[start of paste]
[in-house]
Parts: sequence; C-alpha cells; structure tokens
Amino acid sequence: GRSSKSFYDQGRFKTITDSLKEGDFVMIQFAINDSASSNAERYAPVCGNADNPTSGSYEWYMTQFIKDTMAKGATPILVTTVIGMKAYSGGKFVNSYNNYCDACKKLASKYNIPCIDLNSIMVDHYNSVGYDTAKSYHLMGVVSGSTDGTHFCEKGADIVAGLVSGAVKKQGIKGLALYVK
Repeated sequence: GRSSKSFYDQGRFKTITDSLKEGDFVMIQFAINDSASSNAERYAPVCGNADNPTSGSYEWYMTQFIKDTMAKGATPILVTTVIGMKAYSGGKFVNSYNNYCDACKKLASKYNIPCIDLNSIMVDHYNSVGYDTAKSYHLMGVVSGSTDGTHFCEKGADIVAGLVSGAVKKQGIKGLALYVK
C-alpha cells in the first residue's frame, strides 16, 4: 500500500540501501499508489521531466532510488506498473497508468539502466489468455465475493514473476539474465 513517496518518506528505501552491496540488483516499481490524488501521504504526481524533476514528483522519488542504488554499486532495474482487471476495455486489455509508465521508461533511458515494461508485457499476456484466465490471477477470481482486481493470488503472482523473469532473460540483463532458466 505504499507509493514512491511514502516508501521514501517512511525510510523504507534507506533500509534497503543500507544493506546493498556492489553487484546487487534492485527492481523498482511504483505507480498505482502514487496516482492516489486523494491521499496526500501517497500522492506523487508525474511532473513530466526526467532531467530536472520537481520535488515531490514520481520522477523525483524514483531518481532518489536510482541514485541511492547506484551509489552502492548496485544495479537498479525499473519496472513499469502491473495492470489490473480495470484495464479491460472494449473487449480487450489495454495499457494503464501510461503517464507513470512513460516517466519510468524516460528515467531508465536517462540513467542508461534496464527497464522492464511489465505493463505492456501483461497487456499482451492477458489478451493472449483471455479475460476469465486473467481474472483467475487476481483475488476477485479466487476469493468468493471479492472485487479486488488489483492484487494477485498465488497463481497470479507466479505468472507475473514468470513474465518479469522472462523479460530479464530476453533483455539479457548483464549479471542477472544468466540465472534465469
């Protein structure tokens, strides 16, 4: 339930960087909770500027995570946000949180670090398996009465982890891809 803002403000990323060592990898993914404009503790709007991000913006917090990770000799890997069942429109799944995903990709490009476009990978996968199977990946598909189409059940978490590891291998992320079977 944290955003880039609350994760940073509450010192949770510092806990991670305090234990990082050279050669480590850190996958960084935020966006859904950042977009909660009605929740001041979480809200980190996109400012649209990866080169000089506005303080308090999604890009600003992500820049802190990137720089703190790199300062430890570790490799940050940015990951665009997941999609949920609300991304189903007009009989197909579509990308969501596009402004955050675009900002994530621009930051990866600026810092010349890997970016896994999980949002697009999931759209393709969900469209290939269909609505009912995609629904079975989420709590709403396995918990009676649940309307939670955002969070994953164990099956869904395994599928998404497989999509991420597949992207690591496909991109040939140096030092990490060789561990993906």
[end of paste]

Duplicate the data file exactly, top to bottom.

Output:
[in-house]
Parts: sequence; C-alpha cells; structure tokens
Amino acid sequence: GRSSKSFYDQGRFKTITDSLKEGDFVMIQFAINDSASSNAERYAPVCGNADNPTSGSYEWYMTQFIKDTMAKGATPILVTTVIGMKAYSGGKFVNSYNNYCDACKKLASKYNIPCIDLNSIMVDHYNSVGYDTAKSYHLMGVVSGSTDGTHFCEKGADIVAGLVSGAVKKQGIKGLALYVK
Repeated sequence: GRSSKSFYDQGRFKTITDSLKEGDFVMIQFAINDSASSNAERYAPVCGNADNPTSGSYEWYMTQFIKDTMAKGATPILVTTVIGMKAYSGGKFVNSYNNYCDACKKLASKYNIPCIDLNSIMVDHYNSVGYDTAKSYHLMGVVSGSTDGTHFCEKGADIVAGLVSGAVKKQGIKGLALYVK
C-alpha cells in the first residue's frame, strides 16, 4: 500500500540501501499508489521531466532510488506498473497508468539502466489468455465475493514473476539474465 513517496518518506528505501552491496540488483516499481490524488501521504504526481524533476514528483522519488542504488554499486532495474482487471476495455486489455509508465521508461533511458515494461508485457499476456484466465490471477477470481482486481493470488503472482523473469532473460540483463532458466 505504499507509493514512491511514502516508501521514501517512511525510510523504507534507506533500509534497503543500507544493506546493498556492489553487484546487487534492485527492481523498482511504483505507480498505482502514487496516482492516489486523494491521499496526500501517497500522492506523487508525474511532473513530466526526467532531467530536472520537481520535488515531490514520481520522477523525483524514483531518481532518489536510482541514485541511492547506484551509489552502492548496485544495479537498479525499473519496472513499469502491473495492470489490473480495470484495464479491460472494449473487449480487450489495454495499457494503464501510461503517464507513470512513460516517466519510468524516460528515467531508465536517462540513467542508461534496464527497464522492464511489465505493463505492456501483461497487456499482451492477458489478451493472449483471455479475460476469465486473467481474472483467475487476481483475488476477485479466487476469493468468493471479492472485487479486488488489483492484487494477485498465488497463481497470479507466479505468472507475473514468470513474465518479469522472462523479460530479464530476453533483455539479457548483464549479471542477472544468466540465472534465469
């Protein structure tokens, strides 16, 4: 339930960087909770500027995570946000949180670090398996009465982890891809 803002403000990323060592990898993914404009503790709007991000913006917090990770000799890997069942429109799944995903990709490009476009990978996968199977990946598909189409059940978490590891291998992320079977 944290955003880039609350994760940073509450010192949770510092806990991670305090234990990082050279050669480590850190996958960084935020966006859904950042977009909660009605929740001041979480809200980190996109400012649209990866080169000089506005303080308090999604890009600003992500820049802190990137720089703190790199300062430890570790490799940050940015990951665009997941999609949920609300991304189903007009009989197909579509990308969501596009402004955050675009900002994530621009930051990866600026810092010349890997970016896994999980949002697009999931759209393709969900469209290939269909609505009912995609629904079975989420709590709403396995918990009676649940309307939670955002969070994953164990099956869904395994599928998404497989999509991420597949992207690591496909991109040939140096030092990490060789561990993906």